info_pattern <- !stringr::str_detect(
                            string = Links, 
                            pattern = "last")
utils::head(Links[info_pattern])
[1] "dr_info/brazielalvin.html"     "dr_info/garciajoseph.html"    
[3] "dr_info/_ramos.jpg"            "dr_info/ackerdaniel.html"     
[5] "dr_info/clarktroy.html"        "dr_info/youngchristopher.html"

Check the base::length().

base::identical(x = base::length(
                        Links[info_pattern]), 
                y = base::nrow(
                                  ExOffndrs))
[1] TRUE
info_links <- Links[info_pattern]
base::length(info_links)
[1] 558

Repeat the process from above.

ExOffndrs$info_url <- info_links
ExOffndrs %>% 
  dplyr::mutate(
    info_url = 
        paste0("http://www.tdcj.state.tx.us/death_row/", 
                                  info_url)) %>% 
  dplyr::pull(last_url) %>% 
  utils::head(10)
 [1] "http://www.tdcj.state.tx.us/death_row/dr_info/brazielalvinlast.html"    
 [2] "http://www.tdcj.state.tx.us/death_row/dr_info/garciajosephlast.html"    
 [3] "http://www.tdcj.state.tx.us/death_row/dr_info/ramosrobertlast.html"     
 [4] "http://www.tdcj.state.tx.us/death_row/dr_info/ackerdaniellast.html"     
 [5] "http://www.tdcj.state.tx.us/death_row/dr_info/clarktroylast.html"       
 [6] "http://www.tdcj.state.tx.us/death_row/dr_info/youngchristopherlast.html"
 [7] "http://www.tdcj.state.tx.us/death_row/dr_info/bibledannylast.html"      
 [8] "http://www.tdcj.state.tx.us/death_row/dr_info/castillojuanlast.html"    
 [9] "http://www.tdcj.state.tx.us/death_row/dr_info/davilaericklast.html"     
[10] "http://www.tdcj.state.tx.us/death_row/dr_info/rodriguezrosendolast.html"
ExOffndrs <- ExOffndrs %>% 
  dplyr::mutate(
    info_url = 
        paste0("http://www.tdcj.state.tx.us/death_row/",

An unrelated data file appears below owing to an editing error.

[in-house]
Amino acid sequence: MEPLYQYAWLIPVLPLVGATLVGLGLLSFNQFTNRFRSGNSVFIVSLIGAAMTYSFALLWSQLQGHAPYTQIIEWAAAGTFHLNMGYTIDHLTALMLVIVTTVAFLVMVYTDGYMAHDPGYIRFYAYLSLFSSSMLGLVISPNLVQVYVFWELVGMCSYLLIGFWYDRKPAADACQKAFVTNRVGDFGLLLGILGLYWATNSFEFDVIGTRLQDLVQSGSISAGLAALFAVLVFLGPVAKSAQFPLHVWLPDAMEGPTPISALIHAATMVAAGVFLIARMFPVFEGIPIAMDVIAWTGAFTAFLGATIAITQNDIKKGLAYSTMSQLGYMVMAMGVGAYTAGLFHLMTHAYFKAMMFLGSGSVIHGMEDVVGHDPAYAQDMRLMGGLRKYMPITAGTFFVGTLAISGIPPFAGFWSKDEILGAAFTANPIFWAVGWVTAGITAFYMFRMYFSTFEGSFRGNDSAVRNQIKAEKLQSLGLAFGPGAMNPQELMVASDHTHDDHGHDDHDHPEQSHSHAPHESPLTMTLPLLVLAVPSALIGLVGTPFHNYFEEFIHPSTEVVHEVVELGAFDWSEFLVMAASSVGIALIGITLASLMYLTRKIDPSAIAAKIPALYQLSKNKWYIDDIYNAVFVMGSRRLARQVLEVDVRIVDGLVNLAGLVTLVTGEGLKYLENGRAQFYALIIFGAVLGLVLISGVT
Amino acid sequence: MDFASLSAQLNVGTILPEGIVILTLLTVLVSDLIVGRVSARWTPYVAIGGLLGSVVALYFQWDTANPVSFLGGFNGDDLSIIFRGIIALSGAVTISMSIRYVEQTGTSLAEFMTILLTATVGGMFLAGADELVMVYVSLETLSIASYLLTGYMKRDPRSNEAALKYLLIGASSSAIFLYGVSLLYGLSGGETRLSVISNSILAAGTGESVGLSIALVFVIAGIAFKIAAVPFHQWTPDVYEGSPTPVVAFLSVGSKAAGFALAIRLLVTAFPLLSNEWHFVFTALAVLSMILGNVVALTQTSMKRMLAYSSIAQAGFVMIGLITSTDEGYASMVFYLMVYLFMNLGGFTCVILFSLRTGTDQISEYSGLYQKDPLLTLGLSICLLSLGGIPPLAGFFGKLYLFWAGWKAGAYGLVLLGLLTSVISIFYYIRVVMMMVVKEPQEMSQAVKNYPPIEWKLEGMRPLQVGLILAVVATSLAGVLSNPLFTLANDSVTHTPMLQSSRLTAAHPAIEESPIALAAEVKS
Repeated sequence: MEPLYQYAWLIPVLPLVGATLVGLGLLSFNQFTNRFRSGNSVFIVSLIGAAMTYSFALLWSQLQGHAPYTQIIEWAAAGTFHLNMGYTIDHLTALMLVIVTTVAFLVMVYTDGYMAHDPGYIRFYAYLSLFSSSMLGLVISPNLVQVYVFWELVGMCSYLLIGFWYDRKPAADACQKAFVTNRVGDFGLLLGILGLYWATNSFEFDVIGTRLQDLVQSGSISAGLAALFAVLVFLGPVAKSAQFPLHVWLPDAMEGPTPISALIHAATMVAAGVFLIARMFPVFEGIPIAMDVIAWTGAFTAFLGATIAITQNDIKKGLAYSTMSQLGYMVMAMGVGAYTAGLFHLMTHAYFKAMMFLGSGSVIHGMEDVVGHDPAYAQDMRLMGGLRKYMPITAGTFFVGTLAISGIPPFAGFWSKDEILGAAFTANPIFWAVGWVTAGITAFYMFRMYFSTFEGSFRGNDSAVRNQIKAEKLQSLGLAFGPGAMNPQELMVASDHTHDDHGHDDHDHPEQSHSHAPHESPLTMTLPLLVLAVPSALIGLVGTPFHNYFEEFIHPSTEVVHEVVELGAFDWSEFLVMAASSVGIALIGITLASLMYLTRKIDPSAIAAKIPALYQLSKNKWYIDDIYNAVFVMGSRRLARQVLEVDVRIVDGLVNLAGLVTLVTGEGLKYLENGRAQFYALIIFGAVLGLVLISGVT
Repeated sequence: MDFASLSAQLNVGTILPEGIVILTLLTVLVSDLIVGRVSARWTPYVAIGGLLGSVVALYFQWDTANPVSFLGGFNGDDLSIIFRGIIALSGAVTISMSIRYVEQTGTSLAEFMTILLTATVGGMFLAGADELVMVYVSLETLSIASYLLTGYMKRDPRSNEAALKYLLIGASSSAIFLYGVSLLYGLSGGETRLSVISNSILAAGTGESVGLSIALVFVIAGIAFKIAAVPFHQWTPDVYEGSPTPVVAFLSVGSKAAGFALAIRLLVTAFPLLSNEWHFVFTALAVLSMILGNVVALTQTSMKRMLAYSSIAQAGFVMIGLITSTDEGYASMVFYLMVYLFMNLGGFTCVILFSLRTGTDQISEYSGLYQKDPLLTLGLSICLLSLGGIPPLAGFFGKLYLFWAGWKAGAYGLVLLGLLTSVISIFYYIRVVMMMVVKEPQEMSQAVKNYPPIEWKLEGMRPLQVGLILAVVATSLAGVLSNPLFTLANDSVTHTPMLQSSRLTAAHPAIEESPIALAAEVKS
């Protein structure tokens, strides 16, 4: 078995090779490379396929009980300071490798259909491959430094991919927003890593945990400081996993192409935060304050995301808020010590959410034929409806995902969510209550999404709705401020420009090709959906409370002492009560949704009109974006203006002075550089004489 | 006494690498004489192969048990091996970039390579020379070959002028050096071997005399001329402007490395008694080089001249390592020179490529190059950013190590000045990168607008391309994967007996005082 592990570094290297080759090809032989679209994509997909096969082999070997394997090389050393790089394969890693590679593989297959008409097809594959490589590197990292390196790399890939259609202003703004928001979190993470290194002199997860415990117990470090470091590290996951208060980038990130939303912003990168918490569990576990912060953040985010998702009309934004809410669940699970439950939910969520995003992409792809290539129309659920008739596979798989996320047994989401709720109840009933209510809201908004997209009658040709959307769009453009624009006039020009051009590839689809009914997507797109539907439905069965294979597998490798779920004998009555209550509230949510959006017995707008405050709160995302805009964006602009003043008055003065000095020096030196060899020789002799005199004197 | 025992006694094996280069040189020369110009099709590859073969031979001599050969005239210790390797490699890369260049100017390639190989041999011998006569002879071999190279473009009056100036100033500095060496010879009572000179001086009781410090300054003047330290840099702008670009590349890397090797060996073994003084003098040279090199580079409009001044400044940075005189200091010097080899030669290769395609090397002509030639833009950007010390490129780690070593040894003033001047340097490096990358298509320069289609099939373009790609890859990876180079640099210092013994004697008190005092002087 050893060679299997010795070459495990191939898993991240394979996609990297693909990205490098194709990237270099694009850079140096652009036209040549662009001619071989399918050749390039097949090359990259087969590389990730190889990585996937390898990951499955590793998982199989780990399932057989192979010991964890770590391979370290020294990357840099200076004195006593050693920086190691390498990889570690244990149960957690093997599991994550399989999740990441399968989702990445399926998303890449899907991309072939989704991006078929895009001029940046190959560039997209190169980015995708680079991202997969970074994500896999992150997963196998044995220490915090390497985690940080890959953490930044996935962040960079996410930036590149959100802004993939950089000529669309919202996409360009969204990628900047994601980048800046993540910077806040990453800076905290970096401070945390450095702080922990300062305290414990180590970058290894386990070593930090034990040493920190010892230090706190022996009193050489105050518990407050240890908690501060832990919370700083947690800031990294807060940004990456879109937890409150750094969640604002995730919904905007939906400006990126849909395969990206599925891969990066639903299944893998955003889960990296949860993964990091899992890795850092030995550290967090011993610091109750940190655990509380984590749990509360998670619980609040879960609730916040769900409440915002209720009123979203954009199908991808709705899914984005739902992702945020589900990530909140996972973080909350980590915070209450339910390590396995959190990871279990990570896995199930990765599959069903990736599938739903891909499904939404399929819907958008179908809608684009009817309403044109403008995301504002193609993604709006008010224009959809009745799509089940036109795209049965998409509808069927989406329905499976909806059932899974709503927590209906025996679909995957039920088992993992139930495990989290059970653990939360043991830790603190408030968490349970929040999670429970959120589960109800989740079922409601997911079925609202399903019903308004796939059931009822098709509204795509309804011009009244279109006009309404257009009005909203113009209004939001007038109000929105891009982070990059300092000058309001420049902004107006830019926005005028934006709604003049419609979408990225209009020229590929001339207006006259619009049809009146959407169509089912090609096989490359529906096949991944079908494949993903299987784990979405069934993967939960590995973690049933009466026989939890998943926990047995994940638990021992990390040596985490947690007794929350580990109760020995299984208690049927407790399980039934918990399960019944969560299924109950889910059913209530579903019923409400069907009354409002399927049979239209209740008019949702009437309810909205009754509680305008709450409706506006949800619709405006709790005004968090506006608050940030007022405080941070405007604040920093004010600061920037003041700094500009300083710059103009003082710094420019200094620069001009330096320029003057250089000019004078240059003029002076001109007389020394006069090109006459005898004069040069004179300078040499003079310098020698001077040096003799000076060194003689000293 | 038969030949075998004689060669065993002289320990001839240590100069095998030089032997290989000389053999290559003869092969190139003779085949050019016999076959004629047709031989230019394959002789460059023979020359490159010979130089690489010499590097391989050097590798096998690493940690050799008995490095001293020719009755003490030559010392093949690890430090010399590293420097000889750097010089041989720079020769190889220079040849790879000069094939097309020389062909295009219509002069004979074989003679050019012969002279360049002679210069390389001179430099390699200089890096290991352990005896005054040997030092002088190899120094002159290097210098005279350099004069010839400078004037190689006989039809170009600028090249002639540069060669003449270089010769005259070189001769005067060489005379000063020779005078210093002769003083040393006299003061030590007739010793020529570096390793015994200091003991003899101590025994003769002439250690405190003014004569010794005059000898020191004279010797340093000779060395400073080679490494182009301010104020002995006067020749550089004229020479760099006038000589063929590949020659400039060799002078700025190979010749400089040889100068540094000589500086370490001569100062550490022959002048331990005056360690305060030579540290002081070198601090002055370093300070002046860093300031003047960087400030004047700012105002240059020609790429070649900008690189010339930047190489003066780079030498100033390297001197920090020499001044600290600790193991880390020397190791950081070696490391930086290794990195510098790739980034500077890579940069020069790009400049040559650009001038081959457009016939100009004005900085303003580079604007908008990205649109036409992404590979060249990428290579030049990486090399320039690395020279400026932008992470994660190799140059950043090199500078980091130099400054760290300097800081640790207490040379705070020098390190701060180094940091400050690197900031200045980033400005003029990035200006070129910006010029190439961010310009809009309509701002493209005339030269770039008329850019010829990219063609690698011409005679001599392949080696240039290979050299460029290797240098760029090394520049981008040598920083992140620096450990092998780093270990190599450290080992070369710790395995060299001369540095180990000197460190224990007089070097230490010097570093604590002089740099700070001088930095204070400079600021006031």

info_url))

Test a few of these out in the browser:

http://www.tdcj.state.tx.us/death_row/dr_info/brookscharlie.html

Now we assign these links to the ExOffndrs data frame. But first make sure they match up.

ExOffndrs %>% 
  dplyr::select(last_name, 
                first_name) %>%
  utils::head(10)
        last_name  first_name
1    Braziel, Jr.       Alvin
2          Garcia      Joseph
3           Ramos      Robert
4           Acker      Daniel
5           Clark        Troy
6           Young Christopher
7           Bible       Danny
8        Castillo        Juan
9          Davila       Erick
10 Rodriguez, III     Rosendo
ExOffndrs %>% 
  dplyr::select(last_name, 
                first_name) %>%
  utils::tail(10)
      last_name first_name
549    Rumbaugh    Charles
550      Porter      Henry
551      Milton    Charles
552  De La Rosa      Jesse
553       Morin    Stephen
554    Skillern      Doyle
555    Barefoot     Thomas
556     O'Bryan     Ronald
557       Autry      James
558 Brooks, Jr.    Charlie

Create indicator for .html vs .jpgs

Create a binary variable to identify if this is a .jpg or .html path and name the new data frame ExOffndrsComplete.

ExOffndrsComplete <- ExOffndrs %>% 
  dplyr::mutate(jpg_html = 
        dplyr::case_when(
          str_detect(string = info_url, pattern = ".jpg") ~ "jpg", 
          str_detect(string = info_url, pattern = ".html") ~ "html")) 

Use dplyr::sample_n to check a few examples of this new variable.

ExOffndrsComplete %>% 
  dplyr::sample_n(size = 10) %>% 
  dplyr::select(info_url, 
                jpg_html) %>% 
  utils::head(10)
                                                               info_url
1        http://www.tdcj.state.tx.us/death_row/dr_info/russelljames.jpg
2      http://www.tdcj.state.tx.us/death_row/dr_info/greenjonathon.html
3       http://www.tdcj.state.tx.us/death_row/dr_info/shoreanthony.html
4          http://www.tdcj.state.tx.us/death_row/dr_info/claykeith.html
5     http://www.tdcj.state.tx.us/death_row/dr_info/starvaggijoseph.jpg
6        http://www.tdcj.state.tx.us/death_row/dr_info/goodwinalvin.jpg
7           http://www.tdcj.state.tx.us/death_row/dr_info/soriajuan.jpg
8  http://www.tdcj.state.tx.us/death_row/dr_info/martinezalexander.html